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Stretch, grab a late afternoon cup of caffeine and get caught up on the most important news of the day with our Coffee Break newsletter. These are the stories that will fill you in on the world that's spinning outside of your office window - at the moment that you get a chance to take a breath.
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Media Bias? What Media Bias?

If you subscribe, as I do, to the digital edition of the New York Times, you'll soon notice that just about every headline or subhed will contain some reference to President Trump. It almost doesn't matter what the ostensible subject of the article is; the hed must include some aside about "the age of Trump," even if the story is about golf or gardening. Because, you see, everything is political today. Naturally, this is especially true in the overtly political stories as well. For example, here's the run-up to something that happens every two years,  a nationwide congressional election:

Not the American Republic going to the polls to elect the entire House of Representatives, along with one-third of the Senate. No, "a nation in turmoil" preparing to "deliver a verdict" on Donald J. Trump, who's not even on the ballot.

Let's boldface the buzzwords!

The tumultuous 2018 midterm campaign, shaped by conflicts over race and identity and punctuated by tragedy, barreled through its final weekend as voters prepared to deliver a verdict on the first half of President Trump’s term, with Republicans bracing for losses in the House and state capitals but hopeful they would prevail in Senate races in areas where Mr. Trump is popular.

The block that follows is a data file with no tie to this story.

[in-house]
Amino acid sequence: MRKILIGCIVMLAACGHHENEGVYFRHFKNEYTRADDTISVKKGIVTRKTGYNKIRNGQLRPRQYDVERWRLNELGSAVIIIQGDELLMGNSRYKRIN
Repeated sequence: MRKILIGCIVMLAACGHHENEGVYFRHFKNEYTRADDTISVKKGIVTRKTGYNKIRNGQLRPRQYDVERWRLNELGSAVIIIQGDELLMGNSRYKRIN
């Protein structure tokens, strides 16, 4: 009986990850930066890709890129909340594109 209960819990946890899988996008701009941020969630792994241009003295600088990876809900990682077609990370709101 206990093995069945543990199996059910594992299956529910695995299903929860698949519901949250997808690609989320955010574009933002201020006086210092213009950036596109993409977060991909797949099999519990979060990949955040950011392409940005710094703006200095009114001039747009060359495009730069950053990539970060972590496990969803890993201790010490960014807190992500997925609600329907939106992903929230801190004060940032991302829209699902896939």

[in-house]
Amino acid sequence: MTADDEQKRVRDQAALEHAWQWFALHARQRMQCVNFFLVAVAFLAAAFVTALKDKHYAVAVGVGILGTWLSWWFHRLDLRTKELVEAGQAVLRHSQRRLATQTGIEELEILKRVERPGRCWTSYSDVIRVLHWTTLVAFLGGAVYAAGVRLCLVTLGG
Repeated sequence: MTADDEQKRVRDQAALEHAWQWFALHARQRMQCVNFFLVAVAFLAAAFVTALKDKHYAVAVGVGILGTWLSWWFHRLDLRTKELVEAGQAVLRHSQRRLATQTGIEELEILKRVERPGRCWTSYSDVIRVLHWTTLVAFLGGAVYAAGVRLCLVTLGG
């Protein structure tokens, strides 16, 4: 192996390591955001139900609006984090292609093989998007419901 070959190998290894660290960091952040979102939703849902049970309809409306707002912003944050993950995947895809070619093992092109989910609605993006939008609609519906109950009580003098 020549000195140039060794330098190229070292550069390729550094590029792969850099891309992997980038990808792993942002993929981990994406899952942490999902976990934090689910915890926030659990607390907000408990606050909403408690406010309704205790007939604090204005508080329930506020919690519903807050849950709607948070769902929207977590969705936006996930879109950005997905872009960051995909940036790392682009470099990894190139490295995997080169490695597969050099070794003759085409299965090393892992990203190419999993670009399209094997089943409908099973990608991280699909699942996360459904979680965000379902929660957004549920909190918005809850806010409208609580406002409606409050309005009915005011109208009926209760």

The president was set to storm across two states Saturday, two Sunday and three Monday in an effort to pick off Senate seats in Indiana, Florida and a handful of other battlegrounds where Republicans hope to add to their one-seat majority in the chamber. Democrats and liberal activists, galvanized by opposition to Mr. Trump, gathered Saturday to knock on doors and make turnout calls from Pennsylvania to Illinois to Washington to try to erase the G.O.P.’s 23-seat House majority.

The run-up to the election, widely seen as a referendum on Mr. Trump’s divisive persona and hard-line policy agenda, has revealed deep strains in the president’s political coalition and left him confined to campaign in a narrow band of conservative communities. Republicans’ intermittent focus on favorable economic news, such as the Friday report showing strong job growth, has been overwhelmed by Mr. Trump’s message of racially incendiary nationalism.

And that's just the first three paragraphs. Here's the fourth:

While Mr. Trump retains a strong grip on many red states and working-class white voters, his jeremiads against immigrants and penchant for ridicule have proved destabilizing, with the party losing  more affluent whites and moderates in metropolitan areas key to control of the House.

Here's the sixth:

In several diverse Sun Belt states where Republicans had shown resilience, such as Texas, Florida and Arizona, their candidates have seen their numbers dip in polling as Mr. Trump has given up the unifying role that American presidents have traditionally tried to play.